When I suggest to people that they give away their best tips, tricks and advice for free as a means of marketing themselves, some look at me aghast.
“But then why would anyone want to buy my book/service/product?” they ask.
Because when you provide them with something of value, they not only become familiar with you and respect your expertise, they know your book, service or company may also be valuable to them.
Content marketing is providing free, useful information as a means of promotion. The concept has been around for a long time, but it exploded with the rise of the Internet.
I recently read an interesting example of successful content marketing – by a non-PR professional – in a blog post at www.webinknow.com. It’s the story of a woman who trains service dogs to help people with disabilities. She began posting instructional videos on YouTube to show people how they can train their own service dog.
“This information was not available on the Web because nobody wanted to share how they trained dogs for tens of thousands of dollars,” the trainer, Mary McNeight, told the blog writer.
People accessed her videos – and came to her for more. She not only receives “thank yous” from around the world, she gets orders for products and requests for her training services.
The man who wrote that blog post is marketing strategist David Meerman Scott, best-selling author of eight books, including The New Rules of Marketing and PR, an international bestseller now in its third edition with more than 300,000 copies sold in over 25 languages from Bulgarian to Vietnamese.
I’ve been a fan and business associate of David’s for years, so I asked if he would answer some questions to expand on the concept of content marketing for The PR Insider readers. He kindly agreed.
Here’s our conversation:
Q. Why is content marketing so effective?
A. People search the Internet for products or information to solve their problems. When your content shows up in search results, or when it’s shared in social networks, you become valuable. It’s a very subtle way of showing that you have a particular expertise and that you’re potentially good to do business with.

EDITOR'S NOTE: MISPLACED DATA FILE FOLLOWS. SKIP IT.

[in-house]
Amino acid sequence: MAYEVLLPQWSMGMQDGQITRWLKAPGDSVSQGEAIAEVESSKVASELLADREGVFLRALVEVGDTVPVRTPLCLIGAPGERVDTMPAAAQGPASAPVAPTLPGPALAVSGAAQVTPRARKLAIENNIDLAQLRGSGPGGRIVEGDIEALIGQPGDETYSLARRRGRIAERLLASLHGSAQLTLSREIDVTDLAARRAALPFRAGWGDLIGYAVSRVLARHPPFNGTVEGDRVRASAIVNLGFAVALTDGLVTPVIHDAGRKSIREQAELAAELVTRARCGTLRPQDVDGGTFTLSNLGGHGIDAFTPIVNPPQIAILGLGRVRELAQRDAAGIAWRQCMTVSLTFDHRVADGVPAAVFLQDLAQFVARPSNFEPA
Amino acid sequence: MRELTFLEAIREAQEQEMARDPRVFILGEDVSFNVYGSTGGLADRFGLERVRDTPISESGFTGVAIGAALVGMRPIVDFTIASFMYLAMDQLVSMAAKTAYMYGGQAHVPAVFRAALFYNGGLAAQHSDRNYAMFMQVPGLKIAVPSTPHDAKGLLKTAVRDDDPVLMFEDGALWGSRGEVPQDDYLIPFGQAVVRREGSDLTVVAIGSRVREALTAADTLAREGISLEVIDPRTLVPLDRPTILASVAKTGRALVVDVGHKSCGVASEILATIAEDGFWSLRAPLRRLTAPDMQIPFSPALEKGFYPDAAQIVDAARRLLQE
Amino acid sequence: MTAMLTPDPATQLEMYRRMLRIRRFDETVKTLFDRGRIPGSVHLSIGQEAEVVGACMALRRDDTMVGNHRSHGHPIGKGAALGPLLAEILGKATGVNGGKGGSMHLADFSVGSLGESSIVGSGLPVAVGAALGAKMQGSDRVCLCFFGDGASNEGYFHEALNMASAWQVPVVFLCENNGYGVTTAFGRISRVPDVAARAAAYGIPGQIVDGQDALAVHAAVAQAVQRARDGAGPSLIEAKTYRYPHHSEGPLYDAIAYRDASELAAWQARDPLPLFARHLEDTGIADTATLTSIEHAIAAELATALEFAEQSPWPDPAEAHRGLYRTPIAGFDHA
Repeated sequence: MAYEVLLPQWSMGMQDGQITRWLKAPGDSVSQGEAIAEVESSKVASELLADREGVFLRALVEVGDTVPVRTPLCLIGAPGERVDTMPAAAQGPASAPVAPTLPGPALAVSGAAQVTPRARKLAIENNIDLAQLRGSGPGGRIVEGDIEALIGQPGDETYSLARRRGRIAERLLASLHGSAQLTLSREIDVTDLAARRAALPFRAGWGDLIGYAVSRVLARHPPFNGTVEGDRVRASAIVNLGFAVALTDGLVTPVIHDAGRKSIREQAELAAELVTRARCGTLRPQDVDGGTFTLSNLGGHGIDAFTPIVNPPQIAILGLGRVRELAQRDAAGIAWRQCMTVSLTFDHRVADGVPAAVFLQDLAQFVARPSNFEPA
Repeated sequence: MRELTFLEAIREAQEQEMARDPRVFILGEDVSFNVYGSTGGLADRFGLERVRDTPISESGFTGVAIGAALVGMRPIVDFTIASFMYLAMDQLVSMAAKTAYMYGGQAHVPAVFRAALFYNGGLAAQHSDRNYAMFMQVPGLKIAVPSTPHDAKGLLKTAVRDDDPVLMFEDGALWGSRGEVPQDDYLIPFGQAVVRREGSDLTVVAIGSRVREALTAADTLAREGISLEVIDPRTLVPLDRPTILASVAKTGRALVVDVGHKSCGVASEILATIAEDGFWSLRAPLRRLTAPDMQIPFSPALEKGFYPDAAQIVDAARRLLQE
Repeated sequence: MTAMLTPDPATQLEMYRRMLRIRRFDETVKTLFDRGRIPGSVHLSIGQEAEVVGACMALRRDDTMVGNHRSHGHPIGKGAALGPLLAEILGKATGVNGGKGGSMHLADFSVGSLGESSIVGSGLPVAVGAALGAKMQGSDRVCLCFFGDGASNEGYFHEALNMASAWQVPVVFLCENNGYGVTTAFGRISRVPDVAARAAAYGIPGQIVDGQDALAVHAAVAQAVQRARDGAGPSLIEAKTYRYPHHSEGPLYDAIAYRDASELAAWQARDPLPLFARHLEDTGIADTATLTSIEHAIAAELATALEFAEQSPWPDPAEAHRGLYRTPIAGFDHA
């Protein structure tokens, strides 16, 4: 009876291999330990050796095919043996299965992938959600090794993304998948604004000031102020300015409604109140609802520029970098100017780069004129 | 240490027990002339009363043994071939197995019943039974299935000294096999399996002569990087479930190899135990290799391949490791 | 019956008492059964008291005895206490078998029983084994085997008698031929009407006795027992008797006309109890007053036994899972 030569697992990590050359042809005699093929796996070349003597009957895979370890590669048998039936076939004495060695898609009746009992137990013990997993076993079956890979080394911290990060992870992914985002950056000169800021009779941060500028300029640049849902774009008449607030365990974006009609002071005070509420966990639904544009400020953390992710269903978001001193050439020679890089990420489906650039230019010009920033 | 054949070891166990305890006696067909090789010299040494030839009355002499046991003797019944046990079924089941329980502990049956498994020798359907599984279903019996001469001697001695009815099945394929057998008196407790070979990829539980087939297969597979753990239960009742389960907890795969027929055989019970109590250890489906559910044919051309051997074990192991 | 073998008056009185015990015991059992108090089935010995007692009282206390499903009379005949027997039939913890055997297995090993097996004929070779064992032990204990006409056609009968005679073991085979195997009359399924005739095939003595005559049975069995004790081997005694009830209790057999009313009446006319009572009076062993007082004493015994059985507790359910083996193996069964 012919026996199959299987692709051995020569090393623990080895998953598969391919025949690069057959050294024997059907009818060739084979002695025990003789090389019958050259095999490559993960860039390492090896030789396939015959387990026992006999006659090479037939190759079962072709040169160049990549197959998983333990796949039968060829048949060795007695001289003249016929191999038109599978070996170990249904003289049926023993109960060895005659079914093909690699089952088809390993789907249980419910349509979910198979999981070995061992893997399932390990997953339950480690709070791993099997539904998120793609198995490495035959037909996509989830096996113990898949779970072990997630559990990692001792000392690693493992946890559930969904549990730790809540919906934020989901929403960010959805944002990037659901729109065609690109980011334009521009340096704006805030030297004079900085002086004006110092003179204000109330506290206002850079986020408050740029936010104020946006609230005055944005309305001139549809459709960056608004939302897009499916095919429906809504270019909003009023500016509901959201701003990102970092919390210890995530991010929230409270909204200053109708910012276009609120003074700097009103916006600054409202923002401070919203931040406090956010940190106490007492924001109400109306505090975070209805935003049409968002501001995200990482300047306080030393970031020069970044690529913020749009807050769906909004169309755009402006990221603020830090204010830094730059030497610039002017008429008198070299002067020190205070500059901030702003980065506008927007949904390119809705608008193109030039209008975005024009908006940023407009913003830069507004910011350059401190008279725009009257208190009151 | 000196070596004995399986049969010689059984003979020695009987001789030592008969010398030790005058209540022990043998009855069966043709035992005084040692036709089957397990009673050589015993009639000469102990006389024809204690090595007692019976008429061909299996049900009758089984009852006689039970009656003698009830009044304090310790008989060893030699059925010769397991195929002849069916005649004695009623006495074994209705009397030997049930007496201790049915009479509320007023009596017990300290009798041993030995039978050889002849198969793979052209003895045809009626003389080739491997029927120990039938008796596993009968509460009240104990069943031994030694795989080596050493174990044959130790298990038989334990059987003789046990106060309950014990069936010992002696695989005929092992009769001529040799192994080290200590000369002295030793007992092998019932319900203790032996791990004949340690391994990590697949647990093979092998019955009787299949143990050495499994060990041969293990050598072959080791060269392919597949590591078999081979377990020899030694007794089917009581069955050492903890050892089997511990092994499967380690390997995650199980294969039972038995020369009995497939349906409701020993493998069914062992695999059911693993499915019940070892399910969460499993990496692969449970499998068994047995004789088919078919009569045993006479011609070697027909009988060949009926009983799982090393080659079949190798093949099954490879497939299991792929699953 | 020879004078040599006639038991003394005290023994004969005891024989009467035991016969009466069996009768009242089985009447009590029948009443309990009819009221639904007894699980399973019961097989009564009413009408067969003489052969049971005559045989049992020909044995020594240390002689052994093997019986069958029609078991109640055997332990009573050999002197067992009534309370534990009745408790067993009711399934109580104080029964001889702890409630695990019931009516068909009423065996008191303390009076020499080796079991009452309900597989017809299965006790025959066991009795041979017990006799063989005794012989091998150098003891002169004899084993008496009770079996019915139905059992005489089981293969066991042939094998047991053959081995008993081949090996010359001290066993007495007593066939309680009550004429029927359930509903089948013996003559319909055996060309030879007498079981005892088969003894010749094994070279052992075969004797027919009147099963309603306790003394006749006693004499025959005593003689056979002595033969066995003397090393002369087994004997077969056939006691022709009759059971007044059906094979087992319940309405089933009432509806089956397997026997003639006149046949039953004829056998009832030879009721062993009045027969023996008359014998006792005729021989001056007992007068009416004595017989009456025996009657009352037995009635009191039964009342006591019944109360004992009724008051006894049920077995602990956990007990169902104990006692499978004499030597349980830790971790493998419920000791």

When you’re providing something for free with no obligation – and I absolutely mean free; you ask nothing in return – there are no barriers to people accessing your information.
Q. What other payment besides money would make the content not “free”?
A. A lot of organizations insist on providing content only in exchange for something, typically an email address. I don’t think that’s a good way to do it.
If you require people to give an email address, maybe only 5 to 10 percent will access your content because they don’t want to share their personal email. So it becomes a barrier.
Those who do download it are less likely to share it with their friends. If they endorse it by sharing, and their friends end up in some spam nightmare, it makes the original person who shared look bad.
Q. Is there a best format for providing content?
A. There’s no best format. People have different preferences for consuming information. Some read, some listen to audio, some watch videos. So the best strategies include a combination of these.
But you should also think about what you enjoy creating. If you don’t like to write, if that’s torture for you, find something else to offer, like photos or infographics.
Q. Do you have any tricks for driving traffic to content?
A. The main mistake people make is they come at it from the perspective of traditional, product-based marketing. People don’t care about products – they care about themselves and solving their problems. You need to know who you’re trying to reach, your buyer personas, and understand what their needs and problems are. If you have different buyer personas, you need to create content for each.
For instance, a hotel’s buyer personas might be the independent business traveler; couples getting married and needing a location for a reception; families going on vacation; corporate travel managers; and event planners looking for space to hold a meeting or convention.
You have to understand the problems of each and create content for them. And no, it’s not talking about your wonderful hotel!
For the couples getting married, maybe you have a blog about great wedding receptions in the community; videos of wedding bands; interviews with brides and grooms about what made their receptions memorable. Your hotel blog turns out to be a great place to find out about wedding receptions in your city and so, guess what? Your hotel gets a lot of visibility.
Q. What do you say to people who protest, “If I give it away, no one will buy my ….”
A. How’s your business doing? If things are great, why change? If running ads in the Yellow Pages or on TV is working, that’s great. But most people I talk with want to be found on the Web. They want to get new business and grow their companies. Providing information for free is the best way to get found on the Web.
It’s not an either-or. Don’t stop doing everything else and only do this. This is just something else you can do.
David points out that content marketing is actually a lot of fun! He’s right. This very newsletter is content marketing and it’s my favorite tool. Through The PR Insider, I’ve developed some truly meaningful, long-lasting relationships. And when someone emails me to say I’ve helped them in some way, well, that’s the ultimate in gratification.
So go ahead. Give it away!